capable of many simulations, not just B~C. I didn't define that possibility, so 
where did it come from?

BTW, a simulation relation is not necessarily an identity like "=".


but then A~D~A=A~A.  And A~C~B~A = A~E~A where E=C~B, and then A~E~A=A~A.  But 
then A~B~C~A = A~C~B~A.

    I seem to be assuming a natural ordering on the symbols A, B, C, D, etc.

No I just followed the arbitrary convention of picking the next letter when I 
needed a new name. Put X for C and S for E if you like, they are just names of 
systems.

    It helps to check to see if one's conjectures about a idea are consistent 
with all of the idea, not just pieces of it. Naming conventions are very tricky 
and lead us into all sorts of temptations. ;-)

Of course for real computers running simulations it is not necessarily the case 
that A~B~A=A~A, which would equal A, although that's the most efficient way for 
A to simulate B simulating A.

    But there is a difference! A simulating B simulating A is the internal map 
of a single program, A. A simulating B while it is simulating A is a internal 
map (in A) of another program's (B) simulation. A slight difference. Can we 
untangle computations from each other such that they can have seperate 
identities or localizations? There is a good point to your critique here and it 
is that the two versions are equivalent to a separate computer that has A, B 
and C as subroutines such that the input and outputs are the same. But this 
equivalence is strictly internal to that seperate system that might be, in 
words like Bruno's, evaluating the difference.
    What I am trying to set up here is the map-territory difference and where 
it vanishes. When does my mental image of you and your mental image of yourself 
differ? When might it be the same?

I don't find your notion of system and simulation very clear.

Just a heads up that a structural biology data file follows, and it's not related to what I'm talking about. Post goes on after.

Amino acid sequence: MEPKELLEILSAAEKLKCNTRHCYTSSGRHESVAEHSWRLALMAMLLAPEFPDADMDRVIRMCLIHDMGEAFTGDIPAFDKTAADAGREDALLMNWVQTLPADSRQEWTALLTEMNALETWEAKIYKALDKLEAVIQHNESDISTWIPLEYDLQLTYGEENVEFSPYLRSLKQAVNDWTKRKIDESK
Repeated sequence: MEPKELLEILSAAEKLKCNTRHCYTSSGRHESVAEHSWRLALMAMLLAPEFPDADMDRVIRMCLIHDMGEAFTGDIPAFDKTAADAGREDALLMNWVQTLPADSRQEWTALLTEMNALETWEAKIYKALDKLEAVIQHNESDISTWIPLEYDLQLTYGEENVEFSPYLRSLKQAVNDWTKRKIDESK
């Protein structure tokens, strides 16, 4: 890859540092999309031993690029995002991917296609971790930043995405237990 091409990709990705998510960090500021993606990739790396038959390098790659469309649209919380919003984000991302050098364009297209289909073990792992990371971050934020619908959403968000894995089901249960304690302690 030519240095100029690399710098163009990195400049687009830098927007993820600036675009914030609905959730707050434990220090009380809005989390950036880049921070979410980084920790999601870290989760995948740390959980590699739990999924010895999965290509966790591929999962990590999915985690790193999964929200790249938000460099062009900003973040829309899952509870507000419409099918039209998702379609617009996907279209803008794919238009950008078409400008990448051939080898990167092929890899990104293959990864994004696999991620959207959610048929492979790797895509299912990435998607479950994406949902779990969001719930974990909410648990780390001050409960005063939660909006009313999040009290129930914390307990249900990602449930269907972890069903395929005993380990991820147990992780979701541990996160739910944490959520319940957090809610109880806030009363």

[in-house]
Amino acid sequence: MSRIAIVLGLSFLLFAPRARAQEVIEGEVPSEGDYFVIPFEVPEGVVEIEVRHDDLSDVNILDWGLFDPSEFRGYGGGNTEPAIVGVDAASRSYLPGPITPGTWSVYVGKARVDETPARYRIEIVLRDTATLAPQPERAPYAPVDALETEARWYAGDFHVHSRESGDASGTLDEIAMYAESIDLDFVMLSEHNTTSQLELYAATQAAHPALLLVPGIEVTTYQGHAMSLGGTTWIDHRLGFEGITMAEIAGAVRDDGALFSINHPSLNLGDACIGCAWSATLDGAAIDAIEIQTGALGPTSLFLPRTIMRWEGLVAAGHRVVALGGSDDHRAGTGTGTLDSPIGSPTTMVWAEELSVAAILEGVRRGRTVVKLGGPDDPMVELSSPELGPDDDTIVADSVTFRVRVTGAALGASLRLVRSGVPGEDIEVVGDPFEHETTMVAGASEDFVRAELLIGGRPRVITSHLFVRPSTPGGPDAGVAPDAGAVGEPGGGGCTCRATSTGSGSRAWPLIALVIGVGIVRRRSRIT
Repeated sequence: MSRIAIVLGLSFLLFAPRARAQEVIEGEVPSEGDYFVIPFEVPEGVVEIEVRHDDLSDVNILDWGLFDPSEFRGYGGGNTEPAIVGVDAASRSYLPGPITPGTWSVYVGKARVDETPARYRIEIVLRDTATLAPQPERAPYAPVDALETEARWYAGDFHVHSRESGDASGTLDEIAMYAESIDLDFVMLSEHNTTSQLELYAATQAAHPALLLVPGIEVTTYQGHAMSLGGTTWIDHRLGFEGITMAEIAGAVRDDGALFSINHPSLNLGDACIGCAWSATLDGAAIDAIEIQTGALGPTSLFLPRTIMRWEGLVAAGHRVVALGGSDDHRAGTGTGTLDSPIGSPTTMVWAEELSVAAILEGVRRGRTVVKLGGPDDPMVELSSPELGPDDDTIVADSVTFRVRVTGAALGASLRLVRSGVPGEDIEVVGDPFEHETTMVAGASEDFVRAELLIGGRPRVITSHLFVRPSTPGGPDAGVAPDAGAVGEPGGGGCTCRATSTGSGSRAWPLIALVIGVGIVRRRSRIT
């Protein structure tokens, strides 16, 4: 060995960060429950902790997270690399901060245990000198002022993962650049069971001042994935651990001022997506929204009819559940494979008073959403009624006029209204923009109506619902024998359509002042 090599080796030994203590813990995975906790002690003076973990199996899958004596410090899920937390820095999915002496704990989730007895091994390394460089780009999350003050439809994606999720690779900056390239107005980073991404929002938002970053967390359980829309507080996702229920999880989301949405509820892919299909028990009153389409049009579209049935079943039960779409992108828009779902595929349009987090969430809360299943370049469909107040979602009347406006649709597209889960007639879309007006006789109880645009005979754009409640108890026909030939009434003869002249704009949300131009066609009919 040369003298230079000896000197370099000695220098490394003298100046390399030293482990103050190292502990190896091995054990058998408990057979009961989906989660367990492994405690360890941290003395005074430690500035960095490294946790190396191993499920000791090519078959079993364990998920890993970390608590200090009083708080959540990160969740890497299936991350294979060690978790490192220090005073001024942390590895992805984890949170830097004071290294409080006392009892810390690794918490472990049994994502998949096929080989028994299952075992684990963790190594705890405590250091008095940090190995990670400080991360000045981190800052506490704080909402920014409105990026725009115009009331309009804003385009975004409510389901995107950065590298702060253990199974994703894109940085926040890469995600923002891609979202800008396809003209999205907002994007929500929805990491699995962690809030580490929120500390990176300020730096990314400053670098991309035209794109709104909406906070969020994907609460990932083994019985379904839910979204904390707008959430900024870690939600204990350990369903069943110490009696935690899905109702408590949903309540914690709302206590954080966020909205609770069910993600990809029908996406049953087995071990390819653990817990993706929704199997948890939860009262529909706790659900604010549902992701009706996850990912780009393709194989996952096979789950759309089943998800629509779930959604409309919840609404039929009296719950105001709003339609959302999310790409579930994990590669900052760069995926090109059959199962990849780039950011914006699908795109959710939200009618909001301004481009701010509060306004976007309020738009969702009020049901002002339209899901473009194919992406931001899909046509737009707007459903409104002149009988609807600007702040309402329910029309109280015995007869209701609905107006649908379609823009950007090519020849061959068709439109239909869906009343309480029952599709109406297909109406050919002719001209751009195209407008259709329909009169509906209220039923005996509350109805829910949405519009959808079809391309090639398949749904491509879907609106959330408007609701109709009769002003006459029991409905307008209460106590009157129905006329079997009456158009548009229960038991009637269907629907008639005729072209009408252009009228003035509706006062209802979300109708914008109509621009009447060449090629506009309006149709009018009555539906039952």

Good point, I am an amateur at this and I am learning. I do appreciate your 
interest! :-)

I suppose by "system" you mean a some definite set of things which are evolving 
by a defined process, some set of states which can be computed by an algorithm (or 
possibly including randomness?).  Then a simulation is a different set of things evolving 
through states that are isomorphic to the system simulated?

    I am just following Deutsch's idea of a universal simulator. I am not sure 
if this ties to functional equivalence yet, I'm exploring and reading lots of 
Chalmer's stuff (and Bruno's -again).


Brent

and a notion of being at the same level in the ordering with the "(..)" 
symbols. I should have made this clear. My apologies! Does the comment about telescope 
property not make sense?


You drop the parentheses, implying the relation is associative, but then you 
treat it as though it isn't??

    Not having pointed out the ordering caused a confusion. My apologies. Thank 
you for pointing this out! This idea still needs a lot of work, that I do admit!


Brent

--

--
Onward!

Stephen

http://webpages.charter.net/stephenk1/Outlaw/Outlaw.html